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Artillery Row

On the deceptive use of words

We must be very careful with redefinitions of commonly understood words

Some time back I wrote a short article about a disingenuous linguistic gambit used in social and political argumentation: employing a word in a private technical sense while allowing one’s readers to interpret the word in its ordinary English-language sense along with all its usual descriptive and moral connotations. Here I’d like to look in a bit more detail at the legitimate and illegitimate uses of redefinitions of words, taking two socially salient examples: “woman” and “racism”.

From the Middle Ages to up until a few years ago, English-speakers have universally understood the word “woman” to mean “adult human female”; and even today nearly all English-speakers still understand the word in that way. In order to avoid confusion — precisely the type of confusion that I want to denounce — let’s call the word with that meaning “womanOLD”:

womanOLD, n. Adult human female.

But advocates of gender-identity ideology have given the word “woman” a new meaning, as referring to self-described gender identity (let’s leave aside for a moment the question of what precisely that means) instead of biological sex[1]. Let’s call that meaning “womanNEW”:

womanNEW, n. Anyone who identifies herself/himself/themself as a woman.

But what is the meaning of the final word “woman” in this definition? If it means “womanNEW”, then the definition is circular:

womanNEW, n. Anyone who identifies herself/himself/themself as a womanNEW.

That circular definition isn’t ipso facto total nonsense: one can perfectly well make a circular definition like:

shplungle, n. Anyone who identifies herself/himself/themself as a shplungle.

This would pick out unambiguously all those people, and only those people, who call themselves a shplungle. The trouble, of course, is that unless we have some independent idea of what “shplungle” means, we have no idea what a person means when they call themselves a shplungle. In the same way, if the final word “woman” in the definition of womanNEW means “womanNEW”, then we have no idea what people mean by that self-identification.

But of course people do have at least a vague idea of what they mean when they identify themselves as a “woman”, and that is because the word, unlike “shplungle”, has a pre-existing meaning: namely womanOLD. So what advocates of gender-identity ideology must mean by their definition is:

womanNEW, n. Anyone who identifies herself/himself/themself as a womanOLD.

— and this, whether or not the person actually is a womanOLD. That’s a perfectly legitimate definition, provided that one takes care to avoid confusing it with womanOLD. And that is also the sense in which the gender-identity mantra, “transwomen are women”, is understandable and true: transwomen (that is, biological males who identify themselves as women) are indeed womenNEW.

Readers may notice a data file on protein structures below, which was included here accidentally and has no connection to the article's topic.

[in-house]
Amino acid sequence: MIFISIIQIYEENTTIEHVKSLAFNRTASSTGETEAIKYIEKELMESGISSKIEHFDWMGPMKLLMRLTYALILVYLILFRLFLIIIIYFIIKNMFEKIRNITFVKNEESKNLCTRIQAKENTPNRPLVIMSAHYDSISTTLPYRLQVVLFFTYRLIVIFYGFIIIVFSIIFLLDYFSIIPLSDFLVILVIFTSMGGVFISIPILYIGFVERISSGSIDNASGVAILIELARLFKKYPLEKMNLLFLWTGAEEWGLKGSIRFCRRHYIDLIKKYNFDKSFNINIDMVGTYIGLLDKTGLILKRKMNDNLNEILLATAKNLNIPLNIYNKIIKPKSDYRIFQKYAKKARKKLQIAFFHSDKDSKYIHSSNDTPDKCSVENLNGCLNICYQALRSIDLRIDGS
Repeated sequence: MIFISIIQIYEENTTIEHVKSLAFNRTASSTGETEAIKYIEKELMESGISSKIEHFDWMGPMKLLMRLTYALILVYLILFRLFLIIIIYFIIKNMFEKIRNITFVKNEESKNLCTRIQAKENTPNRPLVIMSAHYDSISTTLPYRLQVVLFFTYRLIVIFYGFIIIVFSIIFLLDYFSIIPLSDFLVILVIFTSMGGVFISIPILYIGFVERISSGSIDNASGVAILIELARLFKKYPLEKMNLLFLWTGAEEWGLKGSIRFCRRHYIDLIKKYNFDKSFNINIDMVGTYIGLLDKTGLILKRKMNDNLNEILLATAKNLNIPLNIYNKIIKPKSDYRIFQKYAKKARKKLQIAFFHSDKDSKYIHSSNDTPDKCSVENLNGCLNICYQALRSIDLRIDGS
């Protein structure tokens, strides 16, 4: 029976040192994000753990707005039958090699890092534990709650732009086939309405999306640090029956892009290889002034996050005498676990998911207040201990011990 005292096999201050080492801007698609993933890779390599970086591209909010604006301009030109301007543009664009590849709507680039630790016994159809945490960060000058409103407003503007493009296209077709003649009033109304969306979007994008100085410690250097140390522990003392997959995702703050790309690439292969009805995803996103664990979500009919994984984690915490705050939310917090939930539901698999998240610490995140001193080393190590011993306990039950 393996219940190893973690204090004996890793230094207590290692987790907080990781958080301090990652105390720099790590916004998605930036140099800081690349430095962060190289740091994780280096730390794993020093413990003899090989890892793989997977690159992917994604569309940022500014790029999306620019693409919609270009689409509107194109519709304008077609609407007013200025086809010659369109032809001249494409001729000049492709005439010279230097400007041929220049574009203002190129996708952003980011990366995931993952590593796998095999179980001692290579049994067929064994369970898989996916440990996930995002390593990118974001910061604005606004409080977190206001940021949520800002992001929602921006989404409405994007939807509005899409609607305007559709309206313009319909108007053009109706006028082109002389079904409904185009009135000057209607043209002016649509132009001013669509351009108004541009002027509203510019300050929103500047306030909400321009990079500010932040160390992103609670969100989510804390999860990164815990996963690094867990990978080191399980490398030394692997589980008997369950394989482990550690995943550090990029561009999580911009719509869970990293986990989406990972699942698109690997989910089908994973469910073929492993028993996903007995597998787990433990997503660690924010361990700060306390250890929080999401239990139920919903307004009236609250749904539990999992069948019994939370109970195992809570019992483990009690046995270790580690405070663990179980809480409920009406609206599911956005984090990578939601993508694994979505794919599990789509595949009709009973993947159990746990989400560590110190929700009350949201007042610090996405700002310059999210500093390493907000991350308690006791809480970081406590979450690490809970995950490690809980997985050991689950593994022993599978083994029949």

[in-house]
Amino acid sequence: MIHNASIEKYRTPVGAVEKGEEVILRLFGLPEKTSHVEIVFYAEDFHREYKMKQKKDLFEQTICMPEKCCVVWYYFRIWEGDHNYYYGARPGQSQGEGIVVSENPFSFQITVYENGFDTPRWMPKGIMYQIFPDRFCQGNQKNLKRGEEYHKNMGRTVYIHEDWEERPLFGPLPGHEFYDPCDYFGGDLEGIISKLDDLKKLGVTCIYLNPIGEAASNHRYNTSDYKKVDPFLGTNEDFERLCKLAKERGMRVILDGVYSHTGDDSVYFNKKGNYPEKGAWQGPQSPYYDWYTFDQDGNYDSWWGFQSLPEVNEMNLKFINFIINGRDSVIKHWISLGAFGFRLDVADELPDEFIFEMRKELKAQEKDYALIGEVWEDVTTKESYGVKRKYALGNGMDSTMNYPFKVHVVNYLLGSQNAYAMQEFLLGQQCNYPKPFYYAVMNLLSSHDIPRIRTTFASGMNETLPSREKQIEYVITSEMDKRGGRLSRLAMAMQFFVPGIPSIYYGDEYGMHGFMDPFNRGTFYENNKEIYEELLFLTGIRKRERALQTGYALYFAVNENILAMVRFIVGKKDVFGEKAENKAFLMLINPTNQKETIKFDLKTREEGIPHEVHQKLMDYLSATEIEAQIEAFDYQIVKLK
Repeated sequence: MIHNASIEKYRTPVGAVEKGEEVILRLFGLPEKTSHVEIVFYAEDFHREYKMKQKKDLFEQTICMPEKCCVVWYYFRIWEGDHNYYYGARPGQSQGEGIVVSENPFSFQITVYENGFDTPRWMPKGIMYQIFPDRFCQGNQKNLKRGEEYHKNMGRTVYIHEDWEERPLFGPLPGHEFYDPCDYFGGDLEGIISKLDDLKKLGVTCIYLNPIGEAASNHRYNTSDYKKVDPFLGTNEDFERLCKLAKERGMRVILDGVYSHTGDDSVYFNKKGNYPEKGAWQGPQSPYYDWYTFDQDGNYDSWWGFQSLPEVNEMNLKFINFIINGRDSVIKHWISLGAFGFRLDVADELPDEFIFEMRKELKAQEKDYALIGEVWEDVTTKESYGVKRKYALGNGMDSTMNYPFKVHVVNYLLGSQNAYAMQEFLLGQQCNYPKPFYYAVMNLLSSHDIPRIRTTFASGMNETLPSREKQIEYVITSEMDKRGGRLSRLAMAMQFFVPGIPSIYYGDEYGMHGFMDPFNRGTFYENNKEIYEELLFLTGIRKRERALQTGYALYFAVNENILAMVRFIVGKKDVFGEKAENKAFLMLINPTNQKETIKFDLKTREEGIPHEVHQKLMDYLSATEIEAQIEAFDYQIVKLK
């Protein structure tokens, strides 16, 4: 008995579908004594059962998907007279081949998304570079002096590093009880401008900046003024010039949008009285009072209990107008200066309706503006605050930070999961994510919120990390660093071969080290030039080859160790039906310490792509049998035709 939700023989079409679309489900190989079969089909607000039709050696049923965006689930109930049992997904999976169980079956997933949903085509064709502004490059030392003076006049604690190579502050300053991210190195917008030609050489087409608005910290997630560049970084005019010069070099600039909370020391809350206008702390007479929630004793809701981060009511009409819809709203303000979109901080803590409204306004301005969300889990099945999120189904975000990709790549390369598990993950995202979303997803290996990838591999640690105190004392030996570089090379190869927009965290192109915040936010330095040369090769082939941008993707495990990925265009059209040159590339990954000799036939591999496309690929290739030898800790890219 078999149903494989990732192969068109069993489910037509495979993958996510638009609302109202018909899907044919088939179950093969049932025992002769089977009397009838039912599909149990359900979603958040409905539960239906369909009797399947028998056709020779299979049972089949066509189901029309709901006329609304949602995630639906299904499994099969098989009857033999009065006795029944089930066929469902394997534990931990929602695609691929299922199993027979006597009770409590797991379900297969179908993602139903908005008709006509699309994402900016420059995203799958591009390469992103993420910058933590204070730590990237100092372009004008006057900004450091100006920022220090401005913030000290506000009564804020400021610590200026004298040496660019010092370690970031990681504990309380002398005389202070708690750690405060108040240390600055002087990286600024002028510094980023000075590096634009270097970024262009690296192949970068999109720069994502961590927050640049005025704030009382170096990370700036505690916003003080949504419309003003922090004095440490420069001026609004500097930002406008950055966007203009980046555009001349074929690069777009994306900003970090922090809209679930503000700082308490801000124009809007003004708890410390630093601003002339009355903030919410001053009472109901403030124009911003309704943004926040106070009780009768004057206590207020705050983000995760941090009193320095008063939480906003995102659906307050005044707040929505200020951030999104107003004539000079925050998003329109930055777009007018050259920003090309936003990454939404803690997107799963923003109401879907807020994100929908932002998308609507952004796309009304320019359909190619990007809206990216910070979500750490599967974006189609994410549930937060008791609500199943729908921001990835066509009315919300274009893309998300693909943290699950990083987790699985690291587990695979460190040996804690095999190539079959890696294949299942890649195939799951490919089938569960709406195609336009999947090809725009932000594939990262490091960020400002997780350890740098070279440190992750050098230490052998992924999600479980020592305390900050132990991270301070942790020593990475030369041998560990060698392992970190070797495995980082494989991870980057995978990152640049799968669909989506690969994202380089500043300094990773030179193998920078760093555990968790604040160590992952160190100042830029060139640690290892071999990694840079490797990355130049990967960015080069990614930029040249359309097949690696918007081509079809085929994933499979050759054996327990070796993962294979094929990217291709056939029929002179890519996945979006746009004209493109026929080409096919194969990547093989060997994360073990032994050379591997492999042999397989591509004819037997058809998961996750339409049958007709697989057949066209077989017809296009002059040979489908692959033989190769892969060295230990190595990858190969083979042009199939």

But this raises the question of what it can mean to “identify as” belonging to a group to which one does not in fact belong.

Let’s start with a weaker type of identification, namely “identify with”. It’s easy to come up with legitimate examples of this. A white person who has lived all his adult life in an African-American neighbourhood and has tirelessly campaigned alongside African-Americans for racial justice can legitimately identify with African-Americans, even while fully recognizing himself as white. Similarly, a man who holds radical-feminist ideas and whose closest friends are women can legitimately identify with women, even while fully recognizing himself as a man. Or more mundanely, a die-hard Chelsea supporter can certainly identify with the team, even if he is himself perfectly inept at kicking footballs.

“Identify as” is trickier, but there are still some perfectly legitimate meanings. A 60-year-old may say “I feel 40”, and a 14-year-old may say “I feel 20”. Moreover, these subjective assertions may in some cases have an objective factual basis: the 60-year-old’s physical fitness and health may indeed be as good as, or even better than, that of the average 40-year-old; and the 14-year-old may be as emotionally and intellectually mature as the average 20-year-old. But even when that is the case, we still base legal rights — such as the right to vote or to receive retirement benefits — on one’s actual age, not on what age one identifies with or as.